The three most common ways to change a conditional statement are by taking its inverse, its converse, or it contrapositive. In each case, either the hypothesis and the conclusion switch places, or a statement is replaced by its negation.

The inverse of a conditional statement is arrived at by replacing the hypothesis
and the conclusion with their negations. If a statement reads, "The vertex of
an inscribed angle is on a circle", then the inverse of this statement is "The
vertex of an angle that is not an inscribed angle is not on a circle." Both the
hypothesis and the conclusion were negated. If the original statement reads "if
*j*, then *k*", the inverse reads, "if not *j*, then not *k*."

The truth value of the inverse of a statement is undetermined. That is,
some statements may have the same truth value as their inverse, and some may
not. For example, "A four-sided polygon is a quadrilateral" and its inverse, "A
polygon with greater or less than four sides is not a quadrilateral," are both
true (the truth value of each is T). In the example in the paragraph above
about inscribed angles, however, the original statement and its inverse do not
have the same truth value. The original statement is true, but the inverse is
false: it *is* possible for an angle to have its vertex on a circle and
still not be an inscribed angle.

The converse of a statement is formed by switching the hypothesis and the
conclusion. The converse of "If two lines don't intersect, then they are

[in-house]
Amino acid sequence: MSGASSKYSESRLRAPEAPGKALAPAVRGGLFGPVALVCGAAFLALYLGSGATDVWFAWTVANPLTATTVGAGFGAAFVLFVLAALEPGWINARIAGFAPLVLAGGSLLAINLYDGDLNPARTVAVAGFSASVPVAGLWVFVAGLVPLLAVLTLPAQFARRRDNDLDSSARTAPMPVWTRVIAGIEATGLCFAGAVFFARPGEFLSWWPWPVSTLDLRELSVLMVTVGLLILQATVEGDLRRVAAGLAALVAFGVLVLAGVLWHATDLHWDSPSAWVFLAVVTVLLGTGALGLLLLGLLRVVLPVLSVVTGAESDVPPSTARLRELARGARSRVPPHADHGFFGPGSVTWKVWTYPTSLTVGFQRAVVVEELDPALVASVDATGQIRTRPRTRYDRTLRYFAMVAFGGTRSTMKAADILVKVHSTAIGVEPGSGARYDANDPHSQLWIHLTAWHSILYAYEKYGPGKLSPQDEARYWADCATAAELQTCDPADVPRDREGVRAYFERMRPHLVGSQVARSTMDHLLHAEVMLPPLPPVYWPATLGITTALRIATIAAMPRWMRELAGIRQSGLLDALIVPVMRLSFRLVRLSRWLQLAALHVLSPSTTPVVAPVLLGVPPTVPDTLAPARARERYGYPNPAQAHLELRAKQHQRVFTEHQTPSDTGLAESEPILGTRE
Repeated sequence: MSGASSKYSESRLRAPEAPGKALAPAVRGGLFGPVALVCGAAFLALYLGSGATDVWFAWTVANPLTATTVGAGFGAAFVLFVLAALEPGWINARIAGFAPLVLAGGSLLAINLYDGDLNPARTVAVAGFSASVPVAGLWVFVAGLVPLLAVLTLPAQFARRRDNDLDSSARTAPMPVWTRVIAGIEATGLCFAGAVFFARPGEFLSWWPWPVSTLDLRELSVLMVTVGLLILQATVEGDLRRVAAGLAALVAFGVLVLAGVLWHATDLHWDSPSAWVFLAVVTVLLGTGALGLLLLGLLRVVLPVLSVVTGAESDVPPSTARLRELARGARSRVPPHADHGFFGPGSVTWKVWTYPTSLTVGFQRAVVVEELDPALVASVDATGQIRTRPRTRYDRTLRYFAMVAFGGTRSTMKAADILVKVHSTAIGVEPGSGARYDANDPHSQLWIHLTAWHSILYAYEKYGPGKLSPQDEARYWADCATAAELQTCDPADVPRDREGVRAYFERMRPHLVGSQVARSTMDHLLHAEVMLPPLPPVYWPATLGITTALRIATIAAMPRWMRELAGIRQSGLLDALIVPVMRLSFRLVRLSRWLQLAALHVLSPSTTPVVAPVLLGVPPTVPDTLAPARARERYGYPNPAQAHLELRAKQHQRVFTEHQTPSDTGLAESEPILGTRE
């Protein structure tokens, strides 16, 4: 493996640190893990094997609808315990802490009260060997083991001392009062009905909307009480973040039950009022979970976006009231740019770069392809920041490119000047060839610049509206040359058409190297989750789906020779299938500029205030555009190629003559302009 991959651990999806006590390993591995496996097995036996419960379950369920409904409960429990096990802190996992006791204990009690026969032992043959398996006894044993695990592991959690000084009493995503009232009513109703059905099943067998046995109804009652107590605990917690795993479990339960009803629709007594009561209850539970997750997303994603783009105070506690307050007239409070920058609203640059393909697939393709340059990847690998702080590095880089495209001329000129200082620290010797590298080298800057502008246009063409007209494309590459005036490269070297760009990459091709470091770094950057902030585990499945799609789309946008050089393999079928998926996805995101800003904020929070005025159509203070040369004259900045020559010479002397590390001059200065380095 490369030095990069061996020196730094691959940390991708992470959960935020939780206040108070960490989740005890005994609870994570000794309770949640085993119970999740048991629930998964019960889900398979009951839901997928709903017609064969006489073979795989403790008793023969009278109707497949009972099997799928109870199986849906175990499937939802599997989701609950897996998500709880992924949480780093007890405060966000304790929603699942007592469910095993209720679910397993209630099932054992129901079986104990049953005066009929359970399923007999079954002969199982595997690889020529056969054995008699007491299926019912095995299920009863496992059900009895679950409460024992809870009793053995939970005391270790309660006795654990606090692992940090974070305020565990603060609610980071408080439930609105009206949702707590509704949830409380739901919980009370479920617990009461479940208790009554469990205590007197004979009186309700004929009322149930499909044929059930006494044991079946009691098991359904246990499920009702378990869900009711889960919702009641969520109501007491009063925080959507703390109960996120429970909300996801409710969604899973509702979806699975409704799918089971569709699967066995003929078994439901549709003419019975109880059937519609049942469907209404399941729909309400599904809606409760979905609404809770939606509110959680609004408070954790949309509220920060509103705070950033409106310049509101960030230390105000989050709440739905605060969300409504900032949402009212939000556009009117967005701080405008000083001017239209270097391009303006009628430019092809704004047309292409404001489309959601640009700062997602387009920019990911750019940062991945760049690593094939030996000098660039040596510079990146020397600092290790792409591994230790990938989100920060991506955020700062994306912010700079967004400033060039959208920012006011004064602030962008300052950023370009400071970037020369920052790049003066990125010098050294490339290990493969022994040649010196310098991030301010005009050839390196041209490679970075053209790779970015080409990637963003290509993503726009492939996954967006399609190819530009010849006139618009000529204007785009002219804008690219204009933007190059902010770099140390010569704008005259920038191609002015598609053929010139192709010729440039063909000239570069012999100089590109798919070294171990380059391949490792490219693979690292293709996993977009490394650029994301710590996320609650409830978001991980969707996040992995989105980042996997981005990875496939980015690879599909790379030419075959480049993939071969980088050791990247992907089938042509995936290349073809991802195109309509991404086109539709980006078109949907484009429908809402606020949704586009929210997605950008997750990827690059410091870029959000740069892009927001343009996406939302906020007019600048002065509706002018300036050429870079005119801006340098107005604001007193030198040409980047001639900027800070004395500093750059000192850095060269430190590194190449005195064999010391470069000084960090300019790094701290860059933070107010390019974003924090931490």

parallel" is "If two lines are parallel, then they don't intersect." The
converse of "if *p*, then *q*" is "if *q*, then *p*."

The truth value of the converse of a statement is not always the same as the original statement. For example, the converse of "All tigers are mammals" is "All mammals are tigers." This is certainly not true.

The converse of a definition, however, must always be true. If this is not the case, then the definition is not valid. For example, we know the definition of an equilateral triangle well: "if all three sides of a triangle are equal, then the triangle is equilateral." The converse of this definition is true also: "If a triangle is equilateral, then all three of its sides are equal." What if we performed this test on a faulty definition? If we incorrectly stated the definition of a tangent line as: "A tangent line is a line that intersects a circle", the statement would be true. But it's converse, "A line that intersects a circle is a tangent line" is false; the converse could describe a secant line as well as a tangent line. The converse is therefore a very helpful tool in determining the validity of a definition.